I wonder what those people feel who suffer frostbite and hypothermia and die of exposure? One of the best ways to get through myofascial pain is to apply heat, along with therapy. This case worker didn’t consult any medical expert but made his own uninformed arbitrary decision. I would have had to go to a new level to fight this, to get the therapy that was now some time from the onset of the injury. And what else causes myofascial pain? Stress. Having already taken ICBC (our provincial car insurance company) to small claims court for not covering the therapy costs of the injury that originally began my relationship with myofascial pain, I knew how stressful that process was (I won, BTW). I didn’t do it and have spent several years getting out of another bout of chronic pain. And of course all the subsequent visits to my doctor for muscle relaxants (trying to find some that work), the few visits to the therapists, and days I take off work when the pain is too much, or for doctor appointments puts more strain on our health care and system. In the long run, it costs way more than what the initial treatments would have been.

This is just one example of how workers compensation is a fallacy. I have heard far worse stories. And I have only touched the tip of the iceberg on what myofascial pain is all about. It is a more accepted condition these days, very hard to diagnose and many doctors pooh pooh it still.  Wikipedia has a very short entry. http://en.wikipedia.org/wiki/Myofascial_pain_syndrome  And should you have a workplace injury that brings on this condition, you can expect workers compensation to not compensate, to not help you get better, and like many other injured workers, leave you out in the cold.

Advertisements

2 Comments

Filed under Culture, drugs, environment, health, life, people, weather

Quacks, Doctors and Outmoded Thinking

I had a short discussion today with a naturopathic doctor who pointed out that doctors are scientists and as scientists they should always be exploring, knowing that our knowledge base can change. We were talking about books from the 70s and how the information on nutrition had changed a great deal. However there are doctors who make their practice religion as this person said.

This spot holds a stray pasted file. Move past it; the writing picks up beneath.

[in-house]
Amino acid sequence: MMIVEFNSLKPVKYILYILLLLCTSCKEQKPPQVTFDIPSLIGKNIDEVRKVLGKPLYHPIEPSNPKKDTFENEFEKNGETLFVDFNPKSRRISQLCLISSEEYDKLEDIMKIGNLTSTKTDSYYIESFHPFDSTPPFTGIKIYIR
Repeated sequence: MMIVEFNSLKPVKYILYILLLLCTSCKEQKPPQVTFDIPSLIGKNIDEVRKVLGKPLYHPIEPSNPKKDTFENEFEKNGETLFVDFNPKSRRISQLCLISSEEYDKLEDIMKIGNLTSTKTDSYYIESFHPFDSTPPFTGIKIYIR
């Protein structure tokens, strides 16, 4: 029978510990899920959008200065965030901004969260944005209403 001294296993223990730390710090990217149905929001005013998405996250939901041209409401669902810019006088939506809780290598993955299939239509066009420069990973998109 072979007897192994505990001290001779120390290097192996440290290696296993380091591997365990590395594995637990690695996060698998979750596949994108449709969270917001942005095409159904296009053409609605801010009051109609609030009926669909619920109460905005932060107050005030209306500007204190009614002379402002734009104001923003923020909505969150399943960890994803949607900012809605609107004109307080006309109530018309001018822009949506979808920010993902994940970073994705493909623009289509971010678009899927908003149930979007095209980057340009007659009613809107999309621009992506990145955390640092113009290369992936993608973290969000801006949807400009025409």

And he’s correct. Those that learned one thing and have never changed it, challenged it or sought to find new information on it have indeed moved the medical sciences into the realm of their unchanging belief and tradition.

I had a doctor like this. He was our family doctor and as a child I suffered from constant tonsillitis. I’d get about four infections a year, and had colds all the time. When I was about eight I was scheduled to have my tonsils out but my parents, whose relationship was always bad, had a huge fight and the surgery was never rescheduled.

I continued through teenagerhood, suffering the same problem. By the time I was nineteen and in art college I had such a bad bout of tonsillitis that I couldn’t talk, my tongue was swollen and I had cankers all over the inside of my mouth, which negated eating too. I went to the college doctor and said I had tonsillitis. They didn’t believe me (because I wasn’t a medical professional) but scheduled me in. Of course the doctor took one look and said why didn’t you come sooner? Well, I was a student of course, working on projects with no time and not getting the right amount of sleep.

Through those early childhood years of tonsils being tortured, they actually grew holes, complicating things and making those colds linger. It got so bad that I could feel them when I swallowed because food would get stuck in the holes. I know, gross. Bad breath and infections. When I opened my mouth and looked in the mirror I could see a few of these holes and the white bits in them.

So I went to my doctor, my childhood doctor who knew my history, and told him the problem. He didn’t even look in my throat but said it was nerves. I’ve never been a particularly high-strung or nervous person and I said outright, It’s not nerves. Then he told me that all sorts of people got that. I was younger and politer but I left and went to another doctor, who took a look and couldn’t see anything but sent me to a throat specialist. He took a two-second look and said, when do you want to be scheduled for surgery?

That first doctor had not only lost his perspective but presumed he knew everything without looking at his patients. He did the same thing when I said I had a bladder infection and didn’t take a urine sample but told me I didn’t wash myself properly. WTF? That was the complete last straw. He should have been dropped by the profession and my mother surmised that he had grown to tired to practice properly. In some ways it’s too bad it’s so difficult to sue doctors in Canada.

But most of all this guy was working on the tenets of his medical religion, going on the faith of what he knew and no longer even investigating the physical condition of his patients. Or as my current doctor put it, someone has to graduate at the bottom of the class and those people practice medicine too. Go figure.

2 Comments

Filed under Culture, family, health, health care, life, memories, people